OpenBSD’s base install delivers two mechanisms for load-balancing traffic:
carp(4) allows multiple hosts to share ip addresses. Load Balancing amongst a group of carp hosts is achieved through ARP balancing and IP balancing.
relayd(8) allows OpenBSD to load-balance traffic to other host servers.
Balancing network traffic between hosts should be transparent to the source and destination. The the interdepence of those servers determine the complexity required of the load balancer solution.
For example, services with no interdepence between multiple servers (such as static/image web sites, download servers, MX Proxies) can be readily scaled through adding more boxes to the service pool.
In practise we use relayd(8) load-balancing such that we can use commodity desktop machines to provide high availability for:
With multiple hosts sharing IP Addresses through carp(4) these hosts can service ip traffic through:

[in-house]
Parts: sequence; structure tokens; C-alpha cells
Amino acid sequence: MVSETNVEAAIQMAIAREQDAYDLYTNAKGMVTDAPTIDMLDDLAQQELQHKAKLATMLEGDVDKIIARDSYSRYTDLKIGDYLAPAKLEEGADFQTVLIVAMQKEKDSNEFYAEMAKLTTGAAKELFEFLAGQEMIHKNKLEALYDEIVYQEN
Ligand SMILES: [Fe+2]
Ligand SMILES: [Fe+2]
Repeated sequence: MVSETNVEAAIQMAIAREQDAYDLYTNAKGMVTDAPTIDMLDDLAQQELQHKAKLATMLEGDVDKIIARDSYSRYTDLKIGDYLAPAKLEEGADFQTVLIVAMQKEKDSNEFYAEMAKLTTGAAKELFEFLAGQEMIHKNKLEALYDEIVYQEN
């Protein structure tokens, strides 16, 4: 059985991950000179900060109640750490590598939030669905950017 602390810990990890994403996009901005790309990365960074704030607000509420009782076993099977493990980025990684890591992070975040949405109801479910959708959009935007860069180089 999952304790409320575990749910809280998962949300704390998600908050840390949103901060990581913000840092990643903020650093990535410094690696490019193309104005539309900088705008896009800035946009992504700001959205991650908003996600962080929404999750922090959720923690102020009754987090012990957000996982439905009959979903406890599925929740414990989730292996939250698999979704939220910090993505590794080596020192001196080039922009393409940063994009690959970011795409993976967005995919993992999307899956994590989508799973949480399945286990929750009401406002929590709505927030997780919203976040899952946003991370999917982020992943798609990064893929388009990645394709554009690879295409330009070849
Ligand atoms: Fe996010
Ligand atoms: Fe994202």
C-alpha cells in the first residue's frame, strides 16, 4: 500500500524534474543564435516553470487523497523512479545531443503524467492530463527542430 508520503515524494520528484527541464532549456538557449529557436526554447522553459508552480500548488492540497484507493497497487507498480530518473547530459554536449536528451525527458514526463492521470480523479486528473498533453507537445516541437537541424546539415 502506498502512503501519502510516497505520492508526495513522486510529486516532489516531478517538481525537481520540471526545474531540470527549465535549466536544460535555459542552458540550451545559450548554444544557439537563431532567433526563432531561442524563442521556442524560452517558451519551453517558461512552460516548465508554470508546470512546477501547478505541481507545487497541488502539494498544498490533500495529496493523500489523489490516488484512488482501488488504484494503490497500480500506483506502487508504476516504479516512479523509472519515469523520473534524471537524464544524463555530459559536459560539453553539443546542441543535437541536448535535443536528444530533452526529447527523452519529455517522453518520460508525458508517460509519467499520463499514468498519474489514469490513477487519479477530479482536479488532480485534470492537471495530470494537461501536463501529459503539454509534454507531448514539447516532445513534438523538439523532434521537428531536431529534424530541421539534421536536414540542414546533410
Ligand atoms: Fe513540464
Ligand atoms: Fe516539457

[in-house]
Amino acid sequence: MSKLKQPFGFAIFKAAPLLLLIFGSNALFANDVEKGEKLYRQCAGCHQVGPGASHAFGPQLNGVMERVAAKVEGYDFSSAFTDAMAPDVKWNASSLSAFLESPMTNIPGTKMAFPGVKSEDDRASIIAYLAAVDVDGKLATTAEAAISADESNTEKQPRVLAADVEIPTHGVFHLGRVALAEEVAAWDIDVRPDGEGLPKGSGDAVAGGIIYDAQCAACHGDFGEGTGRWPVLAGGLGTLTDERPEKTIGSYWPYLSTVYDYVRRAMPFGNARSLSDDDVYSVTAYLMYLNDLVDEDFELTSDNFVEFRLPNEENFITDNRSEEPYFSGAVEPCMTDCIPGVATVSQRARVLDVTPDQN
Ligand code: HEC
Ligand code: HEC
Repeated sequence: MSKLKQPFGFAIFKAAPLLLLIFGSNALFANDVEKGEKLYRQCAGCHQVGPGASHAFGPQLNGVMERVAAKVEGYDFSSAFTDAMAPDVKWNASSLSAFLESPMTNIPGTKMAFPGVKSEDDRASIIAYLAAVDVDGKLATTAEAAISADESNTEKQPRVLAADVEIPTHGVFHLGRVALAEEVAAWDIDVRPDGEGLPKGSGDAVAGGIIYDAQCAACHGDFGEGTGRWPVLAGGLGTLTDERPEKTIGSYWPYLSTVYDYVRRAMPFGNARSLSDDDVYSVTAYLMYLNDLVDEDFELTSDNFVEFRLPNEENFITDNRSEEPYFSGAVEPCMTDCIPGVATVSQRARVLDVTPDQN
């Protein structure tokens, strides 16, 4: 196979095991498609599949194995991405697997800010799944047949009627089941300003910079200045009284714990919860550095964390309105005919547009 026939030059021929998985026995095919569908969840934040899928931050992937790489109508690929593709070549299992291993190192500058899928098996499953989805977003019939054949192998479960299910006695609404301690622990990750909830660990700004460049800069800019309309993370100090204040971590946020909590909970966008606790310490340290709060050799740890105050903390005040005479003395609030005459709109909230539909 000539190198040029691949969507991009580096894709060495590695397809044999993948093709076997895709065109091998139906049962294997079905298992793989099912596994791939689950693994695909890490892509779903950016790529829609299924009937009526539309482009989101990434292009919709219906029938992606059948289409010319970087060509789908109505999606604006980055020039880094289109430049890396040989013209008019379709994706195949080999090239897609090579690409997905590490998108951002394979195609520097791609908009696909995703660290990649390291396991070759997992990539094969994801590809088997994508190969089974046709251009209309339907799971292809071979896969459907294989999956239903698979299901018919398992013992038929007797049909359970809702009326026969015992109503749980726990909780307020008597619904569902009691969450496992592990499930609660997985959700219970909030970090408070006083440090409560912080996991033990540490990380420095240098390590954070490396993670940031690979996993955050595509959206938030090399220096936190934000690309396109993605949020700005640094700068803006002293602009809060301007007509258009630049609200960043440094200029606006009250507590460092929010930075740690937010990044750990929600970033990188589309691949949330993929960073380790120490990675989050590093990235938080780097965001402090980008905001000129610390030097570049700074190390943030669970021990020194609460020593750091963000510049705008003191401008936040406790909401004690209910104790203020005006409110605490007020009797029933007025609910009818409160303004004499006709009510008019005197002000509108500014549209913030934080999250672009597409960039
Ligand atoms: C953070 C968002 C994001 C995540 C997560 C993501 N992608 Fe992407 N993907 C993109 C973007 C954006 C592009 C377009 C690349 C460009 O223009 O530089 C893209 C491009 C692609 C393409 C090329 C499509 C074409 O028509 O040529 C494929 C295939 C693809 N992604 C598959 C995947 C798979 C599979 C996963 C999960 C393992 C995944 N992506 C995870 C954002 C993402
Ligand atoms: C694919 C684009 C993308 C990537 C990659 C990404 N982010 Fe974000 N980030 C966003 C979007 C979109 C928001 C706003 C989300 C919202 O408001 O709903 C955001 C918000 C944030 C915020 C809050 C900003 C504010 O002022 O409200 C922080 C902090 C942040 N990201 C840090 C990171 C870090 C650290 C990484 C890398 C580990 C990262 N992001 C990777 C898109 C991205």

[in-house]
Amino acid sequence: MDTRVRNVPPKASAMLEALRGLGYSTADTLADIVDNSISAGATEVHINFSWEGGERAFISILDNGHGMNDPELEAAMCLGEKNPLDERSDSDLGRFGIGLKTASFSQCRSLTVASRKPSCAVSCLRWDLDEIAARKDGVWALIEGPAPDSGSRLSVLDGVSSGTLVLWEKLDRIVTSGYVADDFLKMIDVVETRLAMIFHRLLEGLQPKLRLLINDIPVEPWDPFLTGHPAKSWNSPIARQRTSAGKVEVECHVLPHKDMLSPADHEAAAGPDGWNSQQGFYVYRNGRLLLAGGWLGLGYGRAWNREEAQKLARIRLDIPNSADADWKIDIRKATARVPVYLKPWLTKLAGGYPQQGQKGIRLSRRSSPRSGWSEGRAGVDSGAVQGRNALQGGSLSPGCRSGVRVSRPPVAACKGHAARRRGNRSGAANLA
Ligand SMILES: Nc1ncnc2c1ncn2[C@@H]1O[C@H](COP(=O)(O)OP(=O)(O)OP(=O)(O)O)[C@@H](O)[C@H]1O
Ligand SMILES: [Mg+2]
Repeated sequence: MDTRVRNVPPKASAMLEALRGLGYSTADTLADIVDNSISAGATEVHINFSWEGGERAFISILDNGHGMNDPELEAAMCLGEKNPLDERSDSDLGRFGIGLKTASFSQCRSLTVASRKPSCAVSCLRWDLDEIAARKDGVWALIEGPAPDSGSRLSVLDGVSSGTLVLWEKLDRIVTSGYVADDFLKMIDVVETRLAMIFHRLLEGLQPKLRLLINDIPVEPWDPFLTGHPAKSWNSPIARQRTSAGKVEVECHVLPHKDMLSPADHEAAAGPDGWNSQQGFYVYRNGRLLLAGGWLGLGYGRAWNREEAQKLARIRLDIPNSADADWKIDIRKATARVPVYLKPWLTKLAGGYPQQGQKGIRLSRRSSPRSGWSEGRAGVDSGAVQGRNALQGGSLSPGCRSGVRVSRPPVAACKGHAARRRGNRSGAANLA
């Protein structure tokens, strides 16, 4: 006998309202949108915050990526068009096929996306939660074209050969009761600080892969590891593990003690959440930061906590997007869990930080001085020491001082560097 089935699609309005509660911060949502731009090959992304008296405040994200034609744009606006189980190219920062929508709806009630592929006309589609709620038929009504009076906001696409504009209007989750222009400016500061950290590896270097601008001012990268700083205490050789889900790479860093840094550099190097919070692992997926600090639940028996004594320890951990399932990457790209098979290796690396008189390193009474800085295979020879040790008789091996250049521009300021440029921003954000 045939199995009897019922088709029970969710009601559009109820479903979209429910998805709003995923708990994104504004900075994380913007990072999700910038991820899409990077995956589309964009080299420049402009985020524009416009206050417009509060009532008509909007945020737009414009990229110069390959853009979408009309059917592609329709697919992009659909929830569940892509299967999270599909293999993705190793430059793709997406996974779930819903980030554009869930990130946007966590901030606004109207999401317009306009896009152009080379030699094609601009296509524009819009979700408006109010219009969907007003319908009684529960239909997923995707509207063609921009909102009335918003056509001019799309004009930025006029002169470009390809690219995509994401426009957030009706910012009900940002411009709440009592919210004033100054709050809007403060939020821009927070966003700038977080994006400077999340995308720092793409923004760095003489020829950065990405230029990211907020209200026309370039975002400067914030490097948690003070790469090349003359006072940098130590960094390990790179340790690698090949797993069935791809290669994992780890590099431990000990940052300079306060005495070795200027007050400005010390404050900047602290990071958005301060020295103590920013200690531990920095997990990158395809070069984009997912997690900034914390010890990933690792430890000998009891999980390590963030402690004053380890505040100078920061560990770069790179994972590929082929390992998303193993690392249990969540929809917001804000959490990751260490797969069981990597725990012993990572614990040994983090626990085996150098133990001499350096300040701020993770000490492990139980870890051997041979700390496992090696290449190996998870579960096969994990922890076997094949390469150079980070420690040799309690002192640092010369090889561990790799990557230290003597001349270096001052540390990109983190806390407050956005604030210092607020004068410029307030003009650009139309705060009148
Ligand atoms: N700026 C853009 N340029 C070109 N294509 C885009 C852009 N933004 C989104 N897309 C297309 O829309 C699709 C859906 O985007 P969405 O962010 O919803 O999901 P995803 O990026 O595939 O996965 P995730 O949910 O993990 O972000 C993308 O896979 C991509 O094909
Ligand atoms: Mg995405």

OpenBSD Firewalls (OpenBSD 4.6 onwards) uses pfsync(4) to share state information to support stateful Load Balancing.
If all your hosts run OpenBSD, then you can get the above Load Balancing functionality through carp.
Most, picture Load Balancing using a device in front of multiple services/hosts. This ‘device’ is usually pictured as independent (separate) from the services/hosts effected by the “load balancing”. This is the Man in the Middle scenario:
relayd(8) supports ISO Layer 3 and/or Layer 7 forwarding.
Similar Open Source tools for load balancing include:
At ISO Layer 3, the Packet Filter Engine allows integration with the OpenBSD’s Packet Filter.
Using a parent process, with ‘root’ privileges, is configured in OpenBSD with a userlevel application for making safe changes to the relay schedule.
The Host Check Engine is a methodology to verify that the target host service is functional, before routing traffic to the host.